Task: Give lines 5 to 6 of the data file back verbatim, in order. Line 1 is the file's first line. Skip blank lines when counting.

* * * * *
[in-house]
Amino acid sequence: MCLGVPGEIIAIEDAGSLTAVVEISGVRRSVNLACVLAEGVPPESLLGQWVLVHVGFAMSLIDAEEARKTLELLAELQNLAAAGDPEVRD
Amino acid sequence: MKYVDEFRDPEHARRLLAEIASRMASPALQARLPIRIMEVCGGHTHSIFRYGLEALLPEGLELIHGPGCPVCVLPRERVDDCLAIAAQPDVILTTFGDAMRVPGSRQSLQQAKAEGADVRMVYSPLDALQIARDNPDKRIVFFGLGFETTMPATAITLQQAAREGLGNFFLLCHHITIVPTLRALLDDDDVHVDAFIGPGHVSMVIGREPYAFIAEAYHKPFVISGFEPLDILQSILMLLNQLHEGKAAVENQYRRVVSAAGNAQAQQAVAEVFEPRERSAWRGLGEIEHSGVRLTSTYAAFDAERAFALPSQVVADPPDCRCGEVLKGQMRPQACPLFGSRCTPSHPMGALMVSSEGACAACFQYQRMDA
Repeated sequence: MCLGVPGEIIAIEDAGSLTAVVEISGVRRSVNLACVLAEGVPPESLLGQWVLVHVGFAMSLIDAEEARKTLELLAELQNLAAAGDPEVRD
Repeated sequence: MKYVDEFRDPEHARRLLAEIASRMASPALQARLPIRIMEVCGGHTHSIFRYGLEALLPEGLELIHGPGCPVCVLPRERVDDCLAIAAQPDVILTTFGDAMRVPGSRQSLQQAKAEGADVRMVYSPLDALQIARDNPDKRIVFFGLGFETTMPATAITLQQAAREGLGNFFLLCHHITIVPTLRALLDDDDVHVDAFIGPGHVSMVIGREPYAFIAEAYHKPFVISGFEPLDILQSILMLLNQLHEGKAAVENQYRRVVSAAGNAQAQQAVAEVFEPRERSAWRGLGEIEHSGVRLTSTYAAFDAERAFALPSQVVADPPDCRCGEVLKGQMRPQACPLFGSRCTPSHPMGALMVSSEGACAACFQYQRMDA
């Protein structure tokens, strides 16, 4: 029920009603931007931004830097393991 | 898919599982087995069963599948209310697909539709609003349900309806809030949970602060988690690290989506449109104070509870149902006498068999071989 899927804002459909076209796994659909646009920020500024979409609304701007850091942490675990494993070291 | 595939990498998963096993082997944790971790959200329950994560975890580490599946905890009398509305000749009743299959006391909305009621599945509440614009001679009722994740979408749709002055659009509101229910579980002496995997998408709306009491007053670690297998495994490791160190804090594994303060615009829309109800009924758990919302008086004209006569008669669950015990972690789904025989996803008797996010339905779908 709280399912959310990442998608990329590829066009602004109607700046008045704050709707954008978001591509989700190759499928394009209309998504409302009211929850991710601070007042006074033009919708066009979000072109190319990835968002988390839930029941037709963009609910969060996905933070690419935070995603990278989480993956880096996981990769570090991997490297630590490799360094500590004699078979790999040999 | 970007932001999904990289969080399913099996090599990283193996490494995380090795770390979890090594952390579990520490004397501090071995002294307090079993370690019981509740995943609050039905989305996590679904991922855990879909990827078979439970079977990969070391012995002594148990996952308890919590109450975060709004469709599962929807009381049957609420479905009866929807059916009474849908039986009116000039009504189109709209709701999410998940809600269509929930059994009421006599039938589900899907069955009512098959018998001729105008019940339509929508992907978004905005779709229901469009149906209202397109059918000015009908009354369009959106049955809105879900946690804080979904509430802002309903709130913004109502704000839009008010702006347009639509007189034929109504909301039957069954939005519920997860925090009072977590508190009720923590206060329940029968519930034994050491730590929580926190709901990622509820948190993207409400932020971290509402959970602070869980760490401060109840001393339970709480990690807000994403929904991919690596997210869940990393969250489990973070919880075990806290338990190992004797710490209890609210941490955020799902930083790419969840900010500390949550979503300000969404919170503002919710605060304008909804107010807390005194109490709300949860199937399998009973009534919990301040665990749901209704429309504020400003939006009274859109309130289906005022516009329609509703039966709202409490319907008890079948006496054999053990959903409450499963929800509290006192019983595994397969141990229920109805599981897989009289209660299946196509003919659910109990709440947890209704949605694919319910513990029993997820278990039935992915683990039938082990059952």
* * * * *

Repeated sequence: MKYVDEFRDPEHARRLLAEIASRMASPALQARLPIRIMEVCGGHTHSIFRYGLEALLPEGLELIHGPGCPVCVLPRERVDDCLAIAAQPDVILTTFGDAMRVPGSRQSLQQAKAEGADVRMVYSPLDALQIARDNPDKRIVFFGLGFETTMPATAITLQQAAREGLGNFFLLCHHITIVPTLRALLDDDDVHVDAFIGPGHVSMVIGREPYAFIAEAYHKPFVISGFEPLDILQSILMLLNQLHEGKAAVENQYRRVVSAAGNAQAQQAVAEVFEPRERSAWRGLGEIEHSGVRLTSTYAAFDAERAFALPSQVVADPPDCRCGEVLKGQMRPQACPLFGSRCTPSHPMGALMVSSEGACAACFQYQRMDA
């Protein structure tokens, strides 16, 4: 029920009603931007931004830097393991 | 898919599982087995069963599948209310697909539709609003349900309806809030949970602060988690690290989506449109104070509870149902006498068999071989 899927804002459909076209796994659909646009920020500024979409609304701007850091942490675990494993070291 | 595939990498998963096993082997944790971790959200329950994560975890580490599946905890009398509305000749009743299959006391909305009621599945509440614009001679009722994740979408749709002055659009509101229910579980002496995997998408709306009491007053670690297998495994490791160190804090594994303060615009829309109800009924758990919302008086004209006569008669669950015990972690789904025989996803008797996010339905779908 709280399912959310990442998608990329590829066009602004109607700046008045704050709707954008978001591509989700190759499928394009209309998504409302009211929850991710601070007042006074033009919708066009979000072109190319990835968002988390839930029941037709963009609910969060996905933070690419935070995603990278989480993956880096996981990769570090991997490297630590490799360094500590004699078979790999040999 | 970007932001999904990289969080399913099996090599990283193996490494995380090795770390979890090594952390579990520490004397501090071995002294307090079993370690019981509740995943609050039905989305996590679904991922855990879909990827078979439970079977990969070391012995002594148990996952308890919590109450975060709004469709599962929807009381049957609420479905009866929807059916009474849908039986009116000039009504189109709209709701999410998940809600269509929930059994009421006599039938589900899907069955009512098959018998001729105008019940339509929508992907978004905005779709229901469009149906209202397109059918000015009908009354369009959106049955809105879900946690804080979904509430802002309903709130913004109502704000839009008010702006347009639509007189034929109504909301039957069954939005519920997860925090009072977590508190009720923590206060329940029968519930034994050491730590929580926190709901990622509820948190993207409400932020971290509402959970602070869980760490401060109840001393339970709480990690807000994403929904991919690596997210869940990393969250489990973070919880075990806290338990190992004797710490209890609210941490955020799902930083790419969840900010500390949550979503300000969404919170503002919710605060304008909804107010807390005194109490709300949860199937399998009973009534919990301040665990749901209704429309504020400003939006009274859109309130289906005022516009329609509703039966709202409490319907008890079948006496054999053990959903409450499963929800509290006192019983595994397969141990229920109805599981897989009289209660299946196509003919659910109990709440947890209704949605694919319910513990029993997820278990039935992915683990039938082990059952």